Steinbeck and Northern California

The Great American Road Trip

Destination: Northern California (Monterey)

Book: Cannery Row by John Steinbeck

monterey

Monterey Bay

In Cannery Row, John Steinbeck makes poetry of an once ordinary place, Monterey California, and makes mythological figures of working men and women. (A little trick that he specialized in).  In the introduction to Cannery Row, he asks: “How can the poem and the stink and the grating noise–the quality of light, the tone, the habit, and the dream–be set down alive?’

And comparing writing to his other passion, marine biology and the capture of sea creatures, he answers, “…open the page and let the stories crawl in by themselves.”

Cannery Row stacks up as a light weight compared to other Steinbeck novels like East of Eden, Of Mice and Men, or Grapes of Wrath, but it still tells a story about fascinating characters and shines a sharp clear light on a particular place.

A Steinbeck fan on a road trip to Cannery Row in Monterey today,  will notice mostly how it no longer resembles the smelly, working fishing business of Steinbeck’s novel.  Artists and sellers of cyrstals and fried clams fill Monterey’s docks instead of prostitutes, Chinese grocers, and semi-literate roustabouts.  There is a Cannery Row, but it is not the hard-working, gritty place of Steinbeck’s novel. See the happy tourists spending money!

red starfish || roter Seestern

red starfish

On the other hand, you can find a tribute of sorts to Doc, the main character of Cannery Row, at the grand Monterey Bay Aquarium. Doc’s business consisted of harvesting sea animals and selling them to laboratories. Doc is based on Steinbeck’s real life marine biologist friend, Ed Ricketts. They went tide pool exploring together and took a well know trip: The Log from the Sea of Cortez .

If you take a road trip along the northern California coast, you will find Pacific Grove (butterfly migration), Monterey, and then Carmel (the quaint upscale village we visited last summer) all clustered along the shore along with Pebble Beach golf course and the Seventeen-Mile Drive.  A road trip down California’s Route 1 and a stop over at the Monterey Peninsula cannot be beat, whether you are looking for a romantic getaway, a girlfriends’ weekend or a family trip.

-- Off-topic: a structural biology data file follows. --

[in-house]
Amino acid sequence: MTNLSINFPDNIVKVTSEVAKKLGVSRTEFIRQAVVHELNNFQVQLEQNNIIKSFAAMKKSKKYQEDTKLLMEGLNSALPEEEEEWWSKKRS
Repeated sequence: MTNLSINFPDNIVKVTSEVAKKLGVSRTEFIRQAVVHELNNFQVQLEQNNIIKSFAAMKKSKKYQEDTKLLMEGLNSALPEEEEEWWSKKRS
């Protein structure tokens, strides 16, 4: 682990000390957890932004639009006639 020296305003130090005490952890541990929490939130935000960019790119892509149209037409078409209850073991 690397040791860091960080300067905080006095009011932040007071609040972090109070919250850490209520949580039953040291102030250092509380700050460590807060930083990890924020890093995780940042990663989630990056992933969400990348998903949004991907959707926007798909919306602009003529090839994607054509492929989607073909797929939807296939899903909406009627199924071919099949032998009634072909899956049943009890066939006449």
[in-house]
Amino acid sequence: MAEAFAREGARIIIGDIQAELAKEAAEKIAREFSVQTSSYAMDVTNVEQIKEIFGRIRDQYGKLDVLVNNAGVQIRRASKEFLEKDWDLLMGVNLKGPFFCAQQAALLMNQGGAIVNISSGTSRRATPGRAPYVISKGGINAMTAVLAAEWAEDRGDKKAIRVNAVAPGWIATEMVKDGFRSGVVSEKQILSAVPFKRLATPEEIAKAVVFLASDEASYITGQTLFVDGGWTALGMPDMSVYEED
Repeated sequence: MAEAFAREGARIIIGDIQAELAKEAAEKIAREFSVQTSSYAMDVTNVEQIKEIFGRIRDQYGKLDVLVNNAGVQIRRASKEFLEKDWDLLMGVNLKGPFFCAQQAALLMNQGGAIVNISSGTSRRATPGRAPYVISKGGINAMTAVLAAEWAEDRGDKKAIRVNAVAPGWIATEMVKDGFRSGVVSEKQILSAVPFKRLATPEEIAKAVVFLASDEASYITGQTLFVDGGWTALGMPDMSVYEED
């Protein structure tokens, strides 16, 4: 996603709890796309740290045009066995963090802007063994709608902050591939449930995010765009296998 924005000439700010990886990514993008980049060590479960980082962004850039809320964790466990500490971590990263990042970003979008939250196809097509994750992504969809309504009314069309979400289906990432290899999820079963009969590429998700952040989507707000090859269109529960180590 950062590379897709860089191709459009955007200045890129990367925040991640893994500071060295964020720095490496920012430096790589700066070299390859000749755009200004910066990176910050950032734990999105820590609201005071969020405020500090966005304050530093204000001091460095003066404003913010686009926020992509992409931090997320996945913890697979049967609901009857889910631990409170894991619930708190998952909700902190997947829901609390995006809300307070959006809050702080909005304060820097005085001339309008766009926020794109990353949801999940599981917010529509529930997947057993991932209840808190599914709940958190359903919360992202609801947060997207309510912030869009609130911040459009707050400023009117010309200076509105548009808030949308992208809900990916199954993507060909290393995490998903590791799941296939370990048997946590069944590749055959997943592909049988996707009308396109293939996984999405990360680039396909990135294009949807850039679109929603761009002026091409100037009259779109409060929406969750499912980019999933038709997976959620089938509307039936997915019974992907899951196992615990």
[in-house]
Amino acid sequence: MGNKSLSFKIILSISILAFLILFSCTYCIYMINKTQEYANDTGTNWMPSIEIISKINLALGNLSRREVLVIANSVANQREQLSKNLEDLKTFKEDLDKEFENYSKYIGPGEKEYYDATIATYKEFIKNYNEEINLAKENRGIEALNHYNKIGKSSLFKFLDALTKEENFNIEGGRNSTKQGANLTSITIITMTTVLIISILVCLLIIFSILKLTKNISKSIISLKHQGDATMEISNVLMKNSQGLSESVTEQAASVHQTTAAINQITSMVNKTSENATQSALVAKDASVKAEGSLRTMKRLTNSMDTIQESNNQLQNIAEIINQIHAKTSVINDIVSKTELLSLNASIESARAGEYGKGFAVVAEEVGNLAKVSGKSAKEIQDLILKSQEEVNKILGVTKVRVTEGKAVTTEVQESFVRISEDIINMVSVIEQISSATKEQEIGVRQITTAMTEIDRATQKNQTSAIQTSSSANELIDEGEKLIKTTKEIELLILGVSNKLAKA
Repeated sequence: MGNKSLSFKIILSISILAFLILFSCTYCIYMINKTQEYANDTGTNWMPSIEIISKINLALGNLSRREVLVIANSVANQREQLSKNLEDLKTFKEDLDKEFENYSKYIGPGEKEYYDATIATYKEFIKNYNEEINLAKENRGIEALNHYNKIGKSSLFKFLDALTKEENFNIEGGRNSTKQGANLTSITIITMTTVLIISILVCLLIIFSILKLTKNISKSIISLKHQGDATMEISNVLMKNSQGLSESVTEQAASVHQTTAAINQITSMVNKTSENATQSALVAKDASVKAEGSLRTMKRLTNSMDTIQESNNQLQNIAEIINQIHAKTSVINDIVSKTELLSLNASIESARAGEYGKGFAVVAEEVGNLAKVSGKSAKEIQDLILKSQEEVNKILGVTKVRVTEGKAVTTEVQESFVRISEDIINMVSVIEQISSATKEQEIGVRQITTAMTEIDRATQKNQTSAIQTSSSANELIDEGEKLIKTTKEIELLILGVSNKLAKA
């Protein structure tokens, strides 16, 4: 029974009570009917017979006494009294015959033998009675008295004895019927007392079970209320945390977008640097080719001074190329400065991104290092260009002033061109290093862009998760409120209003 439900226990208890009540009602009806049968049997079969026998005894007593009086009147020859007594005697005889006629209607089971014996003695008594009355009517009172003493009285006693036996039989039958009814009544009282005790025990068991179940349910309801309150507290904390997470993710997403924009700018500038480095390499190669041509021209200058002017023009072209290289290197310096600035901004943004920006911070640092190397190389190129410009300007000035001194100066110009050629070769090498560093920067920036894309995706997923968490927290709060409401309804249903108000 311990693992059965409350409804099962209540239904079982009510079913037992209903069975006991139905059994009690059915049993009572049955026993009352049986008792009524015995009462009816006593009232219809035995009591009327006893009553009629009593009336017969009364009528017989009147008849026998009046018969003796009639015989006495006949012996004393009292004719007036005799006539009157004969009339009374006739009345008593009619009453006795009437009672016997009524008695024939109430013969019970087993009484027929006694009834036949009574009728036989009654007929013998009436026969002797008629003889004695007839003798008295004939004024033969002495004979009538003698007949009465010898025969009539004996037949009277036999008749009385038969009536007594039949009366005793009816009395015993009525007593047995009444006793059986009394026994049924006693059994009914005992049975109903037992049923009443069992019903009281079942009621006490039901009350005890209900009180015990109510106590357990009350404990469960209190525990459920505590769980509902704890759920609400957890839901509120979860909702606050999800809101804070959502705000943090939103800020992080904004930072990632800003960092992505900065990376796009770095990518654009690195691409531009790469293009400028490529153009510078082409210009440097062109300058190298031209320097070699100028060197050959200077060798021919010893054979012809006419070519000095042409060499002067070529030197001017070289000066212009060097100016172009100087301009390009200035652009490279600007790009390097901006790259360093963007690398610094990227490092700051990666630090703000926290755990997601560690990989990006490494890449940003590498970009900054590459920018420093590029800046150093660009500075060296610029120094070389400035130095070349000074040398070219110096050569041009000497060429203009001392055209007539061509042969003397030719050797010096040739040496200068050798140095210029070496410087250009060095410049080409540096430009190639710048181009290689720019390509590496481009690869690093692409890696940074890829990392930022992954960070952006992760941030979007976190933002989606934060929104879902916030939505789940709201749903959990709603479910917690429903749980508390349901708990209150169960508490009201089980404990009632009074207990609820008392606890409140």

We took our young boys many years ago and stayed in a modest cabin in Pacific Grove. Steinbeck himself lived in a modest cabin in Pacific Grove once upon a time. Nowadays you’ll have to stay farther away from the ocean to find “modest.” Nevertheless, it is a great area for beaches, golf, hiking, shopping for artsy items, eating seafood, and driving through some stunning scenery with rocky seascapes and centuries-old Monterey pines. While you are in the neighborhood, you may want to pop inland to Salinas to see the National Steinbeck Center.

The eternity of sea and impermanence of primitive sea life in tide pools permeates the story and the characters of Cannery Row.  One of the attractions for me is that Steinbeck gives his full attention and sympathy to characters that other writers would turn away from as unworthy or repulsive.

For instance, you have to love Dora Flood, the madame with “flaming orange hair”, who runs a down-at-the-heels, but clean whorehouse. She has, Steinbeck says, “through the exercise of special gifts of tact and honesty, charity and a certain realism, made herself respected…”

Nothing much happens in this novel. The story, such as it is, has to do with five not-too-bright  young thugs who decide to “do something nice for Doc.” Their good deeds go astray in every possible way. People in Cannery Row just make the best of life, going with the flow so to speak, like the sea creatures who exist in the ebb and flow of the tidepool.

Carmel Beach Sunset

You might also like to read: